Intussusception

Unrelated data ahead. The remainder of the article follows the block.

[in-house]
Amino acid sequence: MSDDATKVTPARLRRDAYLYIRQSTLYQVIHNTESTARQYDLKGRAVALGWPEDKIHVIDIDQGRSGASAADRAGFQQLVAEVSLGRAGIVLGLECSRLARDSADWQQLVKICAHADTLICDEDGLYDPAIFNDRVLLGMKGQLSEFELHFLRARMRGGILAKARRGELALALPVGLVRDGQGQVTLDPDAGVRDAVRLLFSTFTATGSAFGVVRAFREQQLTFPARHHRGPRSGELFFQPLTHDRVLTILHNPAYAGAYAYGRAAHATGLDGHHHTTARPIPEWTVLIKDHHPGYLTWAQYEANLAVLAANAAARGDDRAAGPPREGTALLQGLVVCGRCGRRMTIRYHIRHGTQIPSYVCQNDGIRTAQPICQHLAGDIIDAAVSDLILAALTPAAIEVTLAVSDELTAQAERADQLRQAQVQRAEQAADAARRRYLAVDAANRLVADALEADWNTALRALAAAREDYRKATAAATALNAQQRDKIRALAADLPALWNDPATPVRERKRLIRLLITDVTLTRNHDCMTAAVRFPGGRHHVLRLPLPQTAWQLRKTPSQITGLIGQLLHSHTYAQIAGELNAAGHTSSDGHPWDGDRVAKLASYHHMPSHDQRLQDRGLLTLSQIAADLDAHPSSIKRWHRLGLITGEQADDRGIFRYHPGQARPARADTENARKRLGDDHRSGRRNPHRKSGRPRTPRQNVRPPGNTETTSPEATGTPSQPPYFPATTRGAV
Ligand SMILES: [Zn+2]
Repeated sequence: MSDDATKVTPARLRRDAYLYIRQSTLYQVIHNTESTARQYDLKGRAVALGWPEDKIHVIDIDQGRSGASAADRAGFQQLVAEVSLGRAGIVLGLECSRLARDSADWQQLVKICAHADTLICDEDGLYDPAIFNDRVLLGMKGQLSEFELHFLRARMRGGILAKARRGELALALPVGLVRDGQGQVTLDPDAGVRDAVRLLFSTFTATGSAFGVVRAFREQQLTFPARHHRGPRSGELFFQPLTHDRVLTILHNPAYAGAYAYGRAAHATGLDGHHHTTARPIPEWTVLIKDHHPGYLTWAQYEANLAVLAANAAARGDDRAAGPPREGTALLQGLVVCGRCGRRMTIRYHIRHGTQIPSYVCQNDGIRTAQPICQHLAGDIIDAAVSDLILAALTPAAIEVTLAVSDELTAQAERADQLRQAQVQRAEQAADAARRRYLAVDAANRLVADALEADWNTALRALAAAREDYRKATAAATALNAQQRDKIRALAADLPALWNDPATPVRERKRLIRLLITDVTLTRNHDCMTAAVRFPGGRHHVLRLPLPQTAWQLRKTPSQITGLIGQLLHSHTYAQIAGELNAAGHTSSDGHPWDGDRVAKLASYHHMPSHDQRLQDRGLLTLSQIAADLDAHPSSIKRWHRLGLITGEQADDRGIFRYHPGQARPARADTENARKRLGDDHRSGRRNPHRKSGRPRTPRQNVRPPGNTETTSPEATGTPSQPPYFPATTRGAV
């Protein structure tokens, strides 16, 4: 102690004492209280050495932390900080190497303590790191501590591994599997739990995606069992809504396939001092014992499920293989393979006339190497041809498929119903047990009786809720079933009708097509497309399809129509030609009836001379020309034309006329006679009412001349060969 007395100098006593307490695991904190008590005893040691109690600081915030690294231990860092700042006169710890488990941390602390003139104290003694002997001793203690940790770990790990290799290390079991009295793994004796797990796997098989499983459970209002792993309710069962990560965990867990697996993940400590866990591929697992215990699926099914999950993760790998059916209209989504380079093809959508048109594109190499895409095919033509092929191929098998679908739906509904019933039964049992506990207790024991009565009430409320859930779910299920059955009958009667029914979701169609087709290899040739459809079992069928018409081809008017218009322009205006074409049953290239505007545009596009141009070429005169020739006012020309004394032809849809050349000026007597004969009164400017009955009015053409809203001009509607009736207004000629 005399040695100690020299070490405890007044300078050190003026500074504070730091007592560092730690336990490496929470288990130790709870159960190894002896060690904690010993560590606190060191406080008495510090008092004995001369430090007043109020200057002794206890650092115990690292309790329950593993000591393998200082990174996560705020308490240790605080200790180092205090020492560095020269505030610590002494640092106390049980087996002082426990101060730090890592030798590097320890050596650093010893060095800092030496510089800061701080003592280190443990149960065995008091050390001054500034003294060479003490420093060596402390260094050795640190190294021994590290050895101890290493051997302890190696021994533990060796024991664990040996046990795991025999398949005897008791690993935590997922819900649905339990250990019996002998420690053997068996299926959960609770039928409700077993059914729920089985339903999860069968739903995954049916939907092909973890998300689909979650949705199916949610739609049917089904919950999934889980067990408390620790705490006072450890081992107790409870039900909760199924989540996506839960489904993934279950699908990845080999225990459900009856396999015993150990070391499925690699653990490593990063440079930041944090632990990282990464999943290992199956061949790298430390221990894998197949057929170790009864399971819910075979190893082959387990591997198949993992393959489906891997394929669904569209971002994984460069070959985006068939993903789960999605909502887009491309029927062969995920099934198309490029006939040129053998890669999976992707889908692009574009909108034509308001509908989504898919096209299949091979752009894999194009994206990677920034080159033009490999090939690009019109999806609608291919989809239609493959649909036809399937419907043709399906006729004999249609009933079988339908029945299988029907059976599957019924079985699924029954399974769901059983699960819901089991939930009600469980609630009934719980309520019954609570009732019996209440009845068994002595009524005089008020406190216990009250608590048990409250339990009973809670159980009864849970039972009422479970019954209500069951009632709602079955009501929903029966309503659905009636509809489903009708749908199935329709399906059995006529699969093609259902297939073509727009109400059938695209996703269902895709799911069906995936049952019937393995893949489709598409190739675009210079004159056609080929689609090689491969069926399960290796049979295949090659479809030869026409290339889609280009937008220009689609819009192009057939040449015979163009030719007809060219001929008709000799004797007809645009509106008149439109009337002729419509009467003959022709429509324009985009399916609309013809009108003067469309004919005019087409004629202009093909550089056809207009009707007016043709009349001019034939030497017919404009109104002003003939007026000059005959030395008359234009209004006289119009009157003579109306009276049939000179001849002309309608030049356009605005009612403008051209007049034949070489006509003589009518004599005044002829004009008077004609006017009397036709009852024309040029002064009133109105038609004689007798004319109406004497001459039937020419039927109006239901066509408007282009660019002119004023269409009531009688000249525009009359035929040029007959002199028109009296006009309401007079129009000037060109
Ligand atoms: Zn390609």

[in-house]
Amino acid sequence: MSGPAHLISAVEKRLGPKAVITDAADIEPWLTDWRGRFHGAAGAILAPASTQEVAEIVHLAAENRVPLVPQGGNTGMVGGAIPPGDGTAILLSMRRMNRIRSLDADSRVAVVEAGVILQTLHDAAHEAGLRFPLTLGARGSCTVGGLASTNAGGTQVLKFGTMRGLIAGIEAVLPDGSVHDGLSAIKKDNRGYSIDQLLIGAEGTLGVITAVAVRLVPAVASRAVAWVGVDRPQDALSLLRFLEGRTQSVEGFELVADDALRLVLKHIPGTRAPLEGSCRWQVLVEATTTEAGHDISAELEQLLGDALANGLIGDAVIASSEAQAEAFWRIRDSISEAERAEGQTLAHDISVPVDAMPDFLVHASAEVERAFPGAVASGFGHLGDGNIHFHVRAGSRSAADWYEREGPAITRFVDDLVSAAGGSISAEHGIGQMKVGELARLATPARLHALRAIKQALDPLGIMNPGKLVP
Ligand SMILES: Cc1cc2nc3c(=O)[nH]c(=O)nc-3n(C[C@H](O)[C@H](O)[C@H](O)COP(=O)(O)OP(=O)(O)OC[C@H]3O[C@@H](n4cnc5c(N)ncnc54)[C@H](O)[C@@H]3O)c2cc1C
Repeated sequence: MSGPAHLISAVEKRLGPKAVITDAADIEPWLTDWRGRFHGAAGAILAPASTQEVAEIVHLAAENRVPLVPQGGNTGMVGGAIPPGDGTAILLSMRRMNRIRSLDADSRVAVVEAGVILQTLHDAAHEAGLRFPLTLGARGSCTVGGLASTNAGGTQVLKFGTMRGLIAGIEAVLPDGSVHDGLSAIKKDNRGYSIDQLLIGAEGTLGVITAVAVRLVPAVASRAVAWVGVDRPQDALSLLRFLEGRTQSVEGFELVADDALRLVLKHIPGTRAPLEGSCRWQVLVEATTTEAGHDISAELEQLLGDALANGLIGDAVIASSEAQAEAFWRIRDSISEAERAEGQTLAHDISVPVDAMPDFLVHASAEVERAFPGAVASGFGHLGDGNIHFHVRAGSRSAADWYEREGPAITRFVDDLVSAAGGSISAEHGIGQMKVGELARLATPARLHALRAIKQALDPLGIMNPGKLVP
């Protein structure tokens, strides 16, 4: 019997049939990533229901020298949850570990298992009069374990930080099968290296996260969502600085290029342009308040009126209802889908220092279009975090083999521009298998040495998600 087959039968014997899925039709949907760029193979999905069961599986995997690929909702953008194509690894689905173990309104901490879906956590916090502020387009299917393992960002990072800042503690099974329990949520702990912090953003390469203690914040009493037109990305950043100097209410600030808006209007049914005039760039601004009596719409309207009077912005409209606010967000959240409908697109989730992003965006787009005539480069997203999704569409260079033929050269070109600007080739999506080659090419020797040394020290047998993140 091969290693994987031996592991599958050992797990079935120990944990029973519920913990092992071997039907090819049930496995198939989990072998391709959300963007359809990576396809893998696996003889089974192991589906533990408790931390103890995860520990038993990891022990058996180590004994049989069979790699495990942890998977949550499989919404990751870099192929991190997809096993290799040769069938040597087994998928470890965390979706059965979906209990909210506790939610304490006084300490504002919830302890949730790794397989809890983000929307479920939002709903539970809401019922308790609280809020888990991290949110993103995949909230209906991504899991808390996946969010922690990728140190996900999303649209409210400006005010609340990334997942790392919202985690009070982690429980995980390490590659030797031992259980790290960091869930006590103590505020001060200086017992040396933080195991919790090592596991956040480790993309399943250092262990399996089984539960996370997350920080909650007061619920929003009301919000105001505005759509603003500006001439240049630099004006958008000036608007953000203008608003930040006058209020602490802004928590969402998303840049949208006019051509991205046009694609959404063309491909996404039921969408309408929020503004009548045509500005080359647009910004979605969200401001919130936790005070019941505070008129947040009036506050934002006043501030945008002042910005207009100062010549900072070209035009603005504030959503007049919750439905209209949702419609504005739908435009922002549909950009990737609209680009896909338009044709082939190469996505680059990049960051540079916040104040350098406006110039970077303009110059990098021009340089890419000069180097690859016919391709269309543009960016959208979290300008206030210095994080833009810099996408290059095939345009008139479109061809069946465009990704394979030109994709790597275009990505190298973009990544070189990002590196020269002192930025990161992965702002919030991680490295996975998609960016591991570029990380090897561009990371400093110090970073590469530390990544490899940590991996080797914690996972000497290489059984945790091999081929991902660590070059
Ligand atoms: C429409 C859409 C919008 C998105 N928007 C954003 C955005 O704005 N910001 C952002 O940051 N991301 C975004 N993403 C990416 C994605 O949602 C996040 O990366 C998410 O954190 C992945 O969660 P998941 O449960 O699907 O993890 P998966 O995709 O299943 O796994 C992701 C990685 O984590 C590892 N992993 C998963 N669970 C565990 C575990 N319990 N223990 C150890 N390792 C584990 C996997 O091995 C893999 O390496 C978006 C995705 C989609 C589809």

Intussusception is caused most commonly by hypertrophied Peyer's patches in the terminal ileum, followed by polyps, lymphoma or other tumors, and Meckel's diverticulum. It commonly presents in infants between 8 months to 1 year of age as intermittent paroxysms of crampy abdominal pain and emesis. The patient may feel well between these episodes. Diagnosis is confirmed by x-ray which reveals a RUQ or midepigastric mass with an "empty" RLQ (Dance's Sign). Treatment is dependent on the progression of symptoms. If no peritoneal signs are present, air enema is performed in an attempt to reduce the intussusception. Post-reduction x-ray should reveal reflux of air into multiple small bowel loops and resolution of symptoms. Failure of conservative therapy mandates surgery which involves gentle milking of the bowel out of the intussusception. If the affected bowel is gangrenous, resection is performed.

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